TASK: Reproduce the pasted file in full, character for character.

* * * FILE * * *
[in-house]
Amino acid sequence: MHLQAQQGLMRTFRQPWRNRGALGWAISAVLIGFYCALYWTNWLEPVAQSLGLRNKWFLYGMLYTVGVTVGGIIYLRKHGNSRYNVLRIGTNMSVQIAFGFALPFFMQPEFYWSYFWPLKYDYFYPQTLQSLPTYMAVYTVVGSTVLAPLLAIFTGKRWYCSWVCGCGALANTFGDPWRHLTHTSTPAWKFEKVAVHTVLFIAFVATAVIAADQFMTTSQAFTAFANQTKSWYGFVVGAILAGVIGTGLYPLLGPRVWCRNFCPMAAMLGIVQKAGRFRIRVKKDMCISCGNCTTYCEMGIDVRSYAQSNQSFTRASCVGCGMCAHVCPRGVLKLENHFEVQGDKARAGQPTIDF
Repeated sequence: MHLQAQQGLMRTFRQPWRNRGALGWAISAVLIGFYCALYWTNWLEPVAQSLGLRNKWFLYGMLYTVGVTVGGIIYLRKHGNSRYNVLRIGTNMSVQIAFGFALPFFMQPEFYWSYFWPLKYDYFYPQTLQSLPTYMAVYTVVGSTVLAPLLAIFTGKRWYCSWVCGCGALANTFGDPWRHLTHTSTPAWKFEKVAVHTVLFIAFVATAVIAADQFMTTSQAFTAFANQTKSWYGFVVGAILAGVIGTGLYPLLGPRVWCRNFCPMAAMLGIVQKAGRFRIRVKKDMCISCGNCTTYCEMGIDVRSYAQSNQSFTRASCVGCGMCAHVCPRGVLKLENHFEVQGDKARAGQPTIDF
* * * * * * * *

[in-house]
Amino acid sequence: MHLQAQQGLMRTFRQPWRNRGALGWAISAVLIGFYCALYWTNWLEPVAQSLGLRNKWFLYGMLYTVGVTVGGIIYLRKHGNSRYNVLRIGTNMSVQIAFGFALPFFMQPEFYWSYFWPLKYDYFYPQTLQSLPTYMAVYTVVGSTVLAPLLAIFTGKRWYCSWVCGCGALANTFGDPWRHLTHTSTPAWKFEKVAVHTVLFIAFVATAVIAADQFMTTSQAFTAFANQTKSWYGFVVGAILAGVIGTGLYPLLGPRVWCRNFCPMAAMLGIVQKAGRFRIRVKKDMCISCGNCTTYCEMGIDVRSYAQSNQSFTRASCVGCGMCAHVCPRGVLKLENHFEVQGDKARAGQPTIDF
Repeated sequence: MHLQAQQGLMRTFRQPWRNRGALGWAISAVLIGFYCALYWTNWLEPVAQSLGLRNKWFLYGMLYTVGVTVGGIIYLRKHGNSRYNVLRIGTNMSVQIAFGFALPFFMQPEFYWSYFWPLKYDYFYPQTLQSLPTYMAVYTVVGSTVLAPLLAIFTGKRWYCSWVCGCGALANTFGDPWRHLTHTSTPAWKFEKVAVHTVLFIAFVATAVIAADQFMTTSQAFTAFANQTKSWYGFVVGAILAGVIGTGLYPLLGPRVWCRNFCPMAAMLGIVQKAGRFRIRVKKDMCISCGNCTTYCEMGIDVRSYAQSNQSFTRASCVGCGMCAHVCPRGVLKLENHFEVQGDKARAGQPTIDF